For years, it appeared there was no economic case for LNG imports to Germany, since Germany is well-connected to received natural gas through pipelines from neighbouring countries. Critics have also argued that LNG imports are more expensive than gas delivered via pipeline. But in a recent report, the IEA cited data indicating that LNG imports to Europe have been competitive in cost with pipeline imports.
Still, experts say that due to comparatively low production costs and recent investments, Russian natural gas supplier Gazprom still has ample room to manoeuvre regarding the price it charges for pipeline gas delivered to Europe.
German gas grid operators expect that Germany will increasingly become a central transit point for LNG that arrives in neighbouring countries and is then sent through the German pipeline network.
While Germany does not have its own regasification terminals for LNG, imports enter through terminals in neighbouring countries, especially Belgium and the Netherlands. Germany also receives some LNG in liquid form via road freight.
Germany’s own LNG import terminal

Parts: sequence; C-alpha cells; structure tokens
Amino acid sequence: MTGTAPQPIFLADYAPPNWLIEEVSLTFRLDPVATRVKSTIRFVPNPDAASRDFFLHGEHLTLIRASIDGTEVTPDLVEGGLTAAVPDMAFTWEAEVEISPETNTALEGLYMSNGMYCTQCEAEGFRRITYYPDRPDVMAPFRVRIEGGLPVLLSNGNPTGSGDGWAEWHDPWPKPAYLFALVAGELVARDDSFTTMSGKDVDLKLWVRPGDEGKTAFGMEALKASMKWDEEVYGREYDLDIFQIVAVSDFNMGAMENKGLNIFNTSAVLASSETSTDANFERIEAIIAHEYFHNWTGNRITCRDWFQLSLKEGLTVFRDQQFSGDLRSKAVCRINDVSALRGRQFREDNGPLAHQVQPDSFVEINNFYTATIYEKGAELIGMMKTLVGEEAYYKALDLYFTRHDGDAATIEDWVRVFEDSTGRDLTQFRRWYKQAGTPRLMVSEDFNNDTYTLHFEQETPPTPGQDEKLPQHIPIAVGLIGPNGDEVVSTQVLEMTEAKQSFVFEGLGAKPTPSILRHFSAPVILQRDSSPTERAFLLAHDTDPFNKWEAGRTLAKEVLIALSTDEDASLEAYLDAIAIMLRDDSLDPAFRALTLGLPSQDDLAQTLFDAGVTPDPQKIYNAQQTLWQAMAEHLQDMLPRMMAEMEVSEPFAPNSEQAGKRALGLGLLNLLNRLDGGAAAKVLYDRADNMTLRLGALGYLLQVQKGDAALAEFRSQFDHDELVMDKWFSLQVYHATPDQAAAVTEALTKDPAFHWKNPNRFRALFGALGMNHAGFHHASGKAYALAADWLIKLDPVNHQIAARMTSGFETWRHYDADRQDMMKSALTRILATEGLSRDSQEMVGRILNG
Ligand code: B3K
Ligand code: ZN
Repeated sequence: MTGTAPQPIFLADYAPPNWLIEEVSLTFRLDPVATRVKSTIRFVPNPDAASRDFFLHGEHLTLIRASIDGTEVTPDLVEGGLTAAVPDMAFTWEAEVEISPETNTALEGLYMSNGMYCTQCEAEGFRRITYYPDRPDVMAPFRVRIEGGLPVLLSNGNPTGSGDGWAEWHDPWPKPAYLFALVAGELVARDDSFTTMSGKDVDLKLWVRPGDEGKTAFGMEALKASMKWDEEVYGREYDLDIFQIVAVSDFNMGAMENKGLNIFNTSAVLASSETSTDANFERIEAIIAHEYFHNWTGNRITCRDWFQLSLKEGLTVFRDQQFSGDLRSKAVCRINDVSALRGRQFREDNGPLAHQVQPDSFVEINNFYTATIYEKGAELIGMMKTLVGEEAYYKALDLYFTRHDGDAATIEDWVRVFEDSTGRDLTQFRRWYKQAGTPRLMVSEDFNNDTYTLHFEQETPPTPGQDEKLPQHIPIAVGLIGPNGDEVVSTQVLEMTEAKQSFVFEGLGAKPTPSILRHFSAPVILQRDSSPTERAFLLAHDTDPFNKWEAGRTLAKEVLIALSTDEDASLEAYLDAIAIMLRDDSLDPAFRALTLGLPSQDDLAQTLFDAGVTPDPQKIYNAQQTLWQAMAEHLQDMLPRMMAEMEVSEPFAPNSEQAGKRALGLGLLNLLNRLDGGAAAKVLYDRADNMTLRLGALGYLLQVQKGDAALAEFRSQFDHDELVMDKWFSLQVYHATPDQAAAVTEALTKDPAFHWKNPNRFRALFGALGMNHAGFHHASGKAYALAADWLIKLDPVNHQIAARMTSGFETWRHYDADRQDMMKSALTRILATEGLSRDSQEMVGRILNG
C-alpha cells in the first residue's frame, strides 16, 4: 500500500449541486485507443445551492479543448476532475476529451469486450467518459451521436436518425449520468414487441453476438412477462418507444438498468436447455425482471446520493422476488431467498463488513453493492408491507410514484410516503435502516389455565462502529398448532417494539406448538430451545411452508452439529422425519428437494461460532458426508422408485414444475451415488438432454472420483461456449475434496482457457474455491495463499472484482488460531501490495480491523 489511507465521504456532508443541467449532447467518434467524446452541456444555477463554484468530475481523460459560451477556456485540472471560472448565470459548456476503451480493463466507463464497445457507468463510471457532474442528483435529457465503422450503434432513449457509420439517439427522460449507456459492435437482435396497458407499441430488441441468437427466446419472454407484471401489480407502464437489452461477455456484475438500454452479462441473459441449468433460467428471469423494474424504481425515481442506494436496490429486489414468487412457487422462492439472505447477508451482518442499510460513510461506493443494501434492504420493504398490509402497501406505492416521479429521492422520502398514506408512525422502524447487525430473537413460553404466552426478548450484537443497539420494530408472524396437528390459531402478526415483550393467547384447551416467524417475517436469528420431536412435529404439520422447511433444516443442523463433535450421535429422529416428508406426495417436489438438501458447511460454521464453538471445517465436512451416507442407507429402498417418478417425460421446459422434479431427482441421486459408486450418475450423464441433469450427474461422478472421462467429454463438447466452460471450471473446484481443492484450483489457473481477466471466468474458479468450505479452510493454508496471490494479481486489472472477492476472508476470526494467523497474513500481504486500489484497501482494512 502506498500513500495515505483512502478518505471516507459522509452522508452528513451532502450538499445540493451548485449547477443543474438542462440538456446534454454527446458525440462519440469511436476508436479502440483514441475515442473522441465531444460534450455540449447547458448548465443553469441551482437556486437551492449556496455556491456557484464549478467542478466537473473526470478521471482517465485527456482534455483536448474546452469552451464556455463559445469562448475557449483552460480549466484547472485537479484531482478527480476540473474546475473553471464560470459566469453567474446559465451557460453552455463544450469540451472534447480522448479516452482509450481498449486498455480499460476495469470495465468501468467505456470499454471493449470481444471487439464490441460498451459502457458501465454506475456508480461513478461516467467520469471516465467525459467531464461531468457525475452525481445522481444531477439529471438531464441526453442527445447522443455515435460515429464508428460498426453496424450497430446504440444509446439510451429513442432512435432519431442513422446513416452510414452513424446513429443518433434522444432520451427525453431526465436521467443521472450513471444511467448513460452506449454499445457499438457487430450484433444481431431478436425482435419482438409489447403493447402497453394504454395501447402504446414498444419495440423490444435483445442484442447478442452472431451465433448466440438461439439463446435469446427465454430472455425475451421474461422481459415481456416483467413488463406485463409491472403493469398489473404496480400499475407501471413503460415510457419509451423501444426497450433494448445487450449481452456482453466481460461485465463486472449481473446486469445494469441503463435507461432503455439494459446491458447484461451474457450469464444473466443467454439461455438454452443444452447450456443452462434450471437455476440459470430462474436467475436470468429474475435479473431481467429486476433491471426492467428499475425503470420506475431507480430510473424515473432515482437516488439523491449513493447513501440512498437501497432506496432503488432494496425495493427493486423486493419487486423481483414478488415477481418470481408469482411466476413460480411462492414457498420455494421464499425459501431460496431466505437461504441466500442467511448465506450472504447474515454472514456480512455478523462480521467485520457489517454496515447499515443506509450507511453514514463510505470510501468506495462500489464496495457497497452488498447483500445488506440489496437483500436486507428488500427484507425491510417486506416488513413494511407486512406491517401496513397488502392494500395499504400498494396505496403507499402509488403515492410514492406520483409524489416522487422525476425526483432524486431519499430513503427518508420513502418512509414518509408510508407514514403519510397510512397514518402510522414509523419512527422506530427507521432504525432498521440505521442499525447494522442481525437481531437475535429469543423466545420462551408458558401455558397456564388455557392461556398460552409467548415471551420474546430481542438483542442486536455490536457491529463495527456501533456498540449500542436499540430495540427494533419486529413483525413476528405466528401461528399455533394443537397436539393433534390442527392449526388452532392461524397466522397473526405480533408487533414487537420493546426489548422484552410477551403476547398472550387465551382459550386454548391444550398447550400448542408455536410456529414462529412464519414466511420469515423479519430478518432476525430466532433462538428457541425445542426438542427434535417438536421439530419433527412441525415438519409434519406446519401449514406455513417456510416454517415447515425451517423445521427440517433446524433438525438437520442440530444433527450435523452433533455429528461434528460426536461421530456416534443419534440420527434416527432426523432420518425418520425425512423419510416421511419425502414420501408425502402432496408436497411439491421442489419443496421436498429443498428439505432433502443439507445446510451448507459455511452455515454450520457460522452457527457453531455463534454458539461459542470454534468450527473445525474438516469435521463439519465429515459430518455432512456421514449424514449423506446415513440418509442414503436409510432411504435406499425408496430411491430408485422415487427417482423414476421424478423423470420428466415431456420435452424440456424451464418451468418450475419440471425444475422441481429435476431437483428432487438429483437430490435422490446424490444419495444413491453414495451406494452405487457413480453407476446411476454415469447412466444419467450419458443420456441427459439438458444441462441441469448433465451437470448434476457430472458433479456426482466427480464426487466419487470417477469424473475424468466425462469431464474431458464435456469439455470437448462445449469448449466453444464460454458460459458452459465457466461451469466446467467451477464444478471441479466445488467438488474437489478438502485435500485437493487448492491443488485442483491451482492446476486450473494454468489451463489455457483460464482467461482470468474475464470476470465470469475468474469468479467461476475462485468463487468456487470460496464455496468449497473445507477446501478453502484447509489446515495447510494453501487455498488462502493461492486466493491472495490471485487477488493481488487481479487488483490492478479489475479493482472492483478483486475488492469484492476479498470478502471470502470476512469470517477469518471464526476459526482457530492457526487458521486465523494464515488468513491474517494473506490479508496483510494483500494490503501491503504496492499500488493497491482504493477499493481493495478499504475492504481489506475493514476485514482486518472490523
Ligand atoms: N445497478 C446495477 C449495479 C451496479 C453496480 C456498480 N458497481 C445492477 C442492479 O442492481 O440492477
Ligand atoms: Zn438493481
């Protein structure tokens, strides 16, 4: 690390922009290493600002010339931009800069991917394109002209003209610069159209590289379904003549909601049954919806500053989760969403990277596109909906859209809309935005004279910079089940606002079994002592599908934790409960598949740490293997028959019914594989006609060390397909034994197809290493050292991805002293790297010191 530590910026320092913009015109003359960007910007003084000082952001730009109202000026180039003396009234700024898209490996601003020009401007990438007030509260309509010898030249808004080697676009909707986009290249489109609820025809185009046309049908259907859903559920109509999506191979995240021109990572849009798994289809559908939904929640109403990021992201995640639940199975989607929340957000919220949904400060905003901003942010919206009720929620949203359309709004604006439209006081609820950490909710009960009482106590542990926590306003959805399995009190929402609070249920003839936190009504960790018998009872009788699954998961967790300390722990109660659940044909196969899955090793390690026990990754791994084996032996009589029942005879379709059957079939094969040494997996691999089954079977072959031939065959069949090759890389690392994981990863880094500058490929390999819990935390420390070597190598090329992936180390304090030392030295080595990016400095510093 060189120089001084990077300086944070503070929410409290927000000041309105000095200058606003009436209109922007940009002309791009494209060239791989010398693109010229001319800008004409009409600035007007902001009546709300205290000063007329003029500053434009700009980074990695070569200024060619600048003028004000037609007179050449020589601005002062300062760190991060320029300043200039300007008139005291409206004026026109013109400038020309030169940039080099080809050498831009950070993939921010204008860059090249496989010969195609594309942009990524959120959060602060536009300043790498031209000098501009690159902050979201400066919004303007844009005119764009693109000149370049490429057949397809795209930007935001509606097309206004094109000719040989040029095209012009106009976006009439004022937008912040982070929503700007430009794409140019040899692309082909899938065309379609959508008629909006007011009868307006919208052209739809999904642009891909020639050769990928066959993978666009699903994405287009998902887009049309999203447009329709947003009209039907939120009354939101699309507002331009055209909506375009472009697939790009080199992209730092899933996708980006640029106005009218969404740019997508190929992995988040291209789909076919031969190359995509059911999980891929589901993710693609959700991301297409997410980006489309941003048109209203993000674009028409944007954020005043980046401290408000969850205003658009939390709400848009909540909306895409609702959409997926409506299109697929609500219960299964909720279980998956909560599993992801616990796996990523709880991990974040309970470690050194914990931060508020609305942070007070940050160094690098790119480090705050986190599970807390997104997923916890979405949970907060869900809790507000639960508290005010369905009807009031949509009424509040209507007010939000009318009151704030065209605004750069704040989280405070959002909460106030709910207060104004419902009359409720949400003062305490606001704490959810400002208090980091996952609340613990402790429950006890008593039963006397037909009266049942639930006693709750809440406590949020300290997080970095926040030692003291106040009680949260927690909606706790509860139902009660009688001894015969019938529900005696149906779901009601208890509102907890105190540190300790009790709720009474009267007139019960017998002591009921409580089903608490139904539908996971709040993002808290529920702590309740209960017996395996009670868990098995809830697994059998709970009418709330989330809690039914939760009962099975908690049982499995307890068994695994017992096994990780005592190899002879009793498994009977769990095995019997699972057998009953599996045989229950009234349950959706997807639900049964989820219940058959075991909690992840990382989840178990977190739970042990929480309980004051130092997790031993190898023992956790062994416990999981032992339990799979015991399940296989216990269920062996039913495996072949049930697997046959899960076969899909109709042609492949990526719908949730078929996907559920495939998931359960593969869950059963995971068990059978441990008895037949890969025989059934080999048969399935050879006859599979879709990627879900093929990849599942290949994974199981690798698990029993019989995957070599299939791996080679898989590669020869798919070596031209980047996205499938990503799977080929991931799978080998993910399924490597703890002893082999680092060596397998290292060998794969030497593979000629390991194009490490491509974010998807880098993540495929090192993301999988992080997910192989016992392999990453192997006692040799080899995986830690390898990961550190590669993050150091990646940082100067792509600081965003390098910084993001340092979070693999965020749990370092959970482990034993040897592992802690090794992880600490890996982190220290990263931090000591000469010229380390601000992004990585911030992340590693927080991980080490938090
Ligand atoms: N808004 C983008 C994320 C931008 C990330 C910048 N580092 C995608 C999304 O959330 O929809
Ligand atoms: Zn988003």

Even if there is no immediate financial incentive to replace pipeline imports with LNG, there are a range of political and energy strategy concerns that could make more autonomy in the gas sector attractive for Germany. Shipping companies will likely need LNG as alternatives to the CO2-intensive fuel they use at the moment and the energy ministry says LNG will play a growing role in its efforts to reduce emissions in the freight industry. So far, only a few LNG service stations exist accross Europe and only two experimental stations in Germany before energy company Shell opened the first station open to the public in late 2018.
If Germany’s harbours want to remain internationally competitive, they will have to supply ships with LNG in the future, German business publication Handelsblatt wrote in 2018. In November 2018, Chancellor Angela Merkel said Germany would speed up plans for its first LNG import terminal.